BOB MARSHALL WILDERNESS, Mont. — As Scott Bosse launched his packraft in Youngs Creek, it felt as if gravity disappeared.
“I find it tremendously liberating,” Bosse said of packrafting.
For the previous day and a half, Bosse and a group of five other packrafters had been lugging 50-pound backpacks up and over Youngs Creek Pass to access the Bob Marshall Wilderness and eventually reach Youngs Creek, a tributary of the South Fork Flathead River.
Along with tents, sleeping bags, food and other typical backpacking gear, each person in the group also carried a packraft, a small, packable, inflatable single-person raft.
When they reached a spot on Youngs Creek where the water began to look high enough to float, they all set down their packs, rolled out their rafts, inflated them and began their 45-mile float that would take them down the South Fork to Meadow Creek Gorge.
Packrafting isn’t new, in fact it’s been around for centuries, but it is seeing a boom in popularity.
“I would say it’s exploding,” said Brad Meiklejohn, president of the American Packrafting Association.
The APA has more than 1,000 members. About a year ago, its membership was half that.
Packrafting offers a different way to look at backcountry travel.
“Who thought you could ever have a boat in your pack that weighed less than five pounds,” Meiklejohn said.
For most backpackers, lakes and creeks are barriers, said Bosse, who works as Northern Rockies director for American Rivers in Bozeman. The opposite is true for rafters and kayakers, for whom land is a barrier.
“In the wilderness, you either travel by land or you travel by water,” Bosse said. “With a packraft, you can do both.”
Packrafts also allow adventurers to float wilderness rivers without needing a pack string to carry a full-sized raft, said Jared White, the Wilderness Society’s regional communications manager in Bozeman.
“I just seems like it’s been the best new invention/technology for wilderness travel that I’ve seen in my lifetime,” White said.
While the idea of carrying a small boat to be able to cross rivers and lakes dates back to native cultures around the globe, the more modern resurgence of packrafting got its start in Alaska.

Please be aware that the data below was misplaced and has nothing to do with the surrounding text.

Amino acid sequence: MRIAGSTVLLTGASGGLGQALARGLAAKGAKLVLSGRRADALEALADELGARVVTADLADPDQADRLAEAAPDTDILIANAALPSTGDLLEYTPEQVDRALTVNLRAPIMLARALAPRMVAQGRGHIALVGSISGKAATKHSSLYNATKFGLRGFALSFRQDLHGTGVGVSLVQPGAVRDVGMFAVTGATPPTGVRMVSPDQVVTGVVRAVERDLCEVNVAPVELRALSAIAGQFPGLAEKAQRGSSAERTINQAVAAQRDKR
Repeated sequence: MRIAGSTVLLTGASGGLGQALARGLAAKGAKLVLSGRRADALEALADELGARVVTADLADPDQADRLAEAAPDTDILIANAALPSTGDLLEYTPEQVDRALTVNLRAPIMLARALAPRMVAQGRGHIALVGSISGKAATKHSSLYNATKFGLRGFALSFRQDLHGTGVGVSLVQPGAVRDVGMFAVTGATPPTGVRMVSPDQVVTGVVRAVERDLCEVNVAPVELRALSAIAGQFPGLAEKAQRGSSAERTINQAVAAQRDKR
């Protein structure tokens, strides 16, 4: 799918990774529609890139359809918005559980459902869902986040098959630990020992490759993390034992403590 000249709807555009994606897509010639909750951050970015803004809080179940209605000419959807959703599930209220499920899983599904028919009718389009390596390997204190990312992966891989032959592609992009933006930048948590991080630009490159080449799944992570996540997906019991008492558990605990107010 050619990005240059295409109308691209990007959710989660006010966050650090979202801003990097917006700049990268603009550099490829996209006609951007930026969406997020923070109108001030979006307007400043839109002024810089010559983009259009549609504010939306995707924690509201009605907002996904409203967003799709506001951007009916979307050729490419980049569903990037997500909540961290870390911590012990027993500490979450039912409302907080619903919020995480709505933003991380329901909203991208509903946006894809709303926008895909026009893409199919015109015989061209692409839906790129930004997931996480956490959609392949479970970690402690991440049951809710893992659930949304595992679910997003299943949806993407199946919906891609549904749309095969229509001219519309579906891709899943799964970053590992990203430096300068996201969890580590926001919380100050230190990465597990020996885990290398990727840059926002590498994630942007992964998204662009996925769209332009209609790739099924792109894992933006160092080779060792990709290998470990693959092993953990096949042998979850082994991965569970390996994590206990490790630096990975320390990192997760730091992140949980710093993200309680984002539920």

“The roots of packrafting are a little hazy but go back quite a ways,” Meiklejohn said. “Here in Alaska, they’re ideal for our country.”
With few roads in the state and a lot of rivers, backpackers inevitably will run into a big body of water.
“If you don’t have a boat, that’s the end of the trip,” said Meiklejohn, who lives in Eagle River, Alaska.
Meiklejohn started packrafting nearly 20 years ago.
“I came to this from a backpacking background,” he said. “I just needed some way to get across rivers.”
“That’s what’s particularly appealing about these boats is they really open up entire landscapes,” he added.
Initially, Meiklejohn’s solution was kiddie pool toys. Usually he could get those to last about a week, patching them each time he hit a stick or a rock in the river and ripped a hole in the thin plastic.
“If I treated it really carefully I might milk it through a whole trip,” he said.
In the ‘80s, a couple of companies released packrafts, but they were designed for lakes and weren’t durable enough for rivers, said Sheri Tingey, owner of Alpacka Rafts, a Colorado-based company that makes packrafts.
“The thing with (those) was it was not if you’re going to sink, it was when you’re going to sink,” Tingey said.
Tingey was inspired to start her own packrafting company after her son took one of those lake-designed packrafts on a river trip in Alaska.
“They didn’t really float as much as they swam for two and a half weeks,” she said.
The following summer, a different raft didn’t hold up any better.